In the midst of the opioid addiction crisis, fraud investigators and state and federal prosecutors are conducting more targeted investigations to uncover doctor-shopping schemes that can rack up millions in unnecessary medical costs and prescription drug reimbursements, sources tell FierceHealthPayer: AntiFraud in exclusive interviews.
Spending on commonly abused opioids within Medicare Part D has increased 156 percent between 2006 and 2014, according to an Office of Inspector General report. During the same period, overall spending within the program grew 136 percent, while beneficiary enrollment grew 68 percent. Perhaps even more telling, the average number of prescriptions for commonly abused opioids per beneficiary increased 20 percent, compared to 3 percent for all drugs.
Meanwhile, opioid addiction has given rise to fraud schemes, including drug diversion and doctor-shopping. In some cases, providers are complicit in the schemes, accepting cash payment for opioid prescriptions. In other instances, unsuspecting providers write prescriptions to addicts who have visited dozens of doctors over the course of a month.
These schemes--whether perpetrated by the provider or the patient--are difficult for law enforcement officials to break up, according to Bill Killian (right), an attorney with Polsinelli in Chattanooga, Tennessee, and the former U.S. Attorney for the Eastern District of Tennessee.
"The biggest problem from a law enforcement standpoint is there is a legitimate path to getting those prescriptions versus cocaine or heroin on the street," Killian said in an exclusive interview with FierceHealthPayer: Antifraud. "Opioid prescriptions have a legitimate source where there is a doctor that writes the prescription and it gets filled by a pharmacy."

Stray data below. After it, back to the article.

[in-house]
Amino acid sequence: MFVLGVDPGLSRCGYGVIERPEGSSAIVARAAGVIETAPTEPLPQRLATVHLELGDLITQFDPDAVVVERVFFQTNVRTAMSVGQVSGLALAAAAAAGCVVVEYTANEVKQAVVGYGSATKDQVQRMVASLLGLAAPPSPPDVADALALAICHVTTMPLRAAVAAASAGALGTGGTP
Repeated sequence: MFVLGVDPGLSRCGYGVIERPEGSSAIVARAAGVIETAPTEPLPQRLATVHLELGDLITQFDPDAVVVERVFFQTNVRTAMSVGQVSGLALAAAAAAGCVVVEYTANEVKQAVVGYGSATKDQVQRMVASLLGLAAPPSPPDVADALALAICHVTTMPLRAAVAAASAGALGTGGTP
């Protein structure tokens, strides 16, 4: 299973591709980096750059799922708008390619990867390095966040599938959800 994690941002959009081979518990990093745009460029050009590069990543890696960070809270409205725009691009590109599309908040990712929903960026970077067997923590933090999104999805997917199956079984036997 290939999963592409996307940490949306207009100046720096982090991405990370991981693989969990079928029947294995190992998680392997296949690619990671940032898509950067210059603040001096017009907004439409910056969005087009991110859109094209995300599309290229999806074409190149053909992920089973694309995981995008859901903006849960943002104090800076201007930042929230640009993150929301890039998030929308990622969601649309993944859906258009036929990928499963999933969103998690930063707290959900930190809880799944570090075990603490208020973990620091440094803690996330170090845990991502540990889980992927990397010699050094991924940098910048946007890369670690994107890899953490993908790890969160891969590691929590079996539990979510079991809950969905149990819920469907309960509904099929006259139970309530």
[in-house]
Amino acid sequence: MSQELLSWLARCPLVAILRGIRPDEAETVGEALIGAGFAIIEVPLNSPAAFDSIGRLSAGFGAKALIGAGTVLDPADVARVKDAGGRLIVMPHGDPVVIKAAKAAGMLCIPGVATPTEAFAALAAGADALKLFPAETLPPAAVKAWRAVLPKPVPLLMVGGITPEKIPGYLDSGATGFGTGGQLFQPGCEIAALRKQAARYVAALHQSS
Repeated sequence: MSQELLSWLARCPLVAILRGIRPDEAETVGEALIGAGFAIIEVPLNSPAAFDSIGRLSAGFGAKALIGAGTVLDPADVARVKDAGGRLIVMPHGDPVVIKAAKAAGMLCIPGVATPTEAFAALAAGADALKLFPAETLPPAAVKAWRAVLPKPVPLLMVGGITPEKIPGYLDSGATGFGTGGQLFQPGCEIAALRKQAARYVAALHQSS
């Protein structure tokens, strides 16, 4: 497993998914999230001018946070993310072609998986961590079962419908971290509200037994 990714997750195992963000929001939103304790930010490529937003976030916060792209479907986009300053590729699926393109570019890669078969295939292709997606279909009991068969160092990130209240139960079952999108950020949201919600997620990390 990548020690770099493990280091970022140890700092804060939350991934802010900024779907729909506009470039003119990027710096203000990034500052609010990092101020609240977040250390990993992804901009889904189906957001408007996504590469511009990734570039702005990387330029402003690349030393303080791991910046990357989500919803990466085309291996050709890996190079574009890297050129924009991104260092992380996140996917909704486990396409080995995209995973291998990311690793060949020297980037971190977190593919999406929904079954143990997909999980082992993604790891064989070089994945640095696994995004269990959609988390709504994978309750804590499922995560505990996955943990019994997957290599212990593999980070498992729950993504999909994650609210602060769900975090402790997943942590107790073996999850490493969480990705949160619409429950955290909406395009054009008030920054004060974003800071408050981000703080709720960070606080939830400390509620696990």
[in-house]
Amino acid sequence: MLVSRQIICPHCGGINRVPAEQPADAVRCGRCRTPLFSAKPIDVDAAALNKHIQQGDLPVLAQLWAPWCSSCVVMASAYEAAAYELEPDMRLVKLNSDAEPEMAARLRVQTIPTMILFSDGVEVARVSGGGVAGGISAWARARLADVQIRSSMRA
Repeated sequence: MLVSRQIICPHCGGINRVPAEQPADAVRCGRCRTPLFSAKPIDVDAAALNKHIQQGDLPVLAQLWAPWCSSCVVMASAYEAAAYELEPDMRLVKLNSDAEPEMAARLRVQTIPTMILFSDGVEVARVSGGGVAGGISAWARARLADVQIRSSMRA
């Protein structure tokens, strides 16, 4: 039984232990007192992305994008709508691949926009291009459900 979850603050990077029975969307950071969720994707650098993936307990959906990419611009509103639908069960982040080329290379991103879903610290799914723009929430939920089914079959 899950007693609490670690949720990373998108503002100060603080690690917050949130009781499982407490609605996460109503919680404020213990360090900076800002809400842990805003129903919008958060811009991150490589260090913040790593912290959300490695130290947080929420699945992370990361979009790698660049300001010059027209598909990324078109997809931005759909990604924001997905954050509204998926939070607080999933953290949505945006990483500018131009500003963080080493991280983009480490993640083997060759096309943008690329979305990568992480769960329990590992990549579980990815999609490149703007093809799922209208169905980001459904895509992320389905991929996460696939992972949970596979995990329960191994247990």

These schemes have created a ripple effect throughout the healthcare industry in which the improper payments tied to prescription drugs often pale in comparison to the unnecessary medical costs that accompany elaborate doctor-shopping schemes. Drug diversion coupled with overprescribing has also spurred the growth in heroin addiction, a cheaper alternative to prescription painkillers.
"It has a huge impact as far as the delivery of healthcare across the board," Greg Anderson, vice president of corporate and financial investigations for Blue Cross Blue Shield of Michigan, said in an interview with FierceHealthPayer: Antifraud.
A web of unnecessary costs
Doctor-shopping schemes frequently lead to thousands of dollars in unnecessary costs, but those costs are often accompanied by millions of dollars in unnecessary medical care.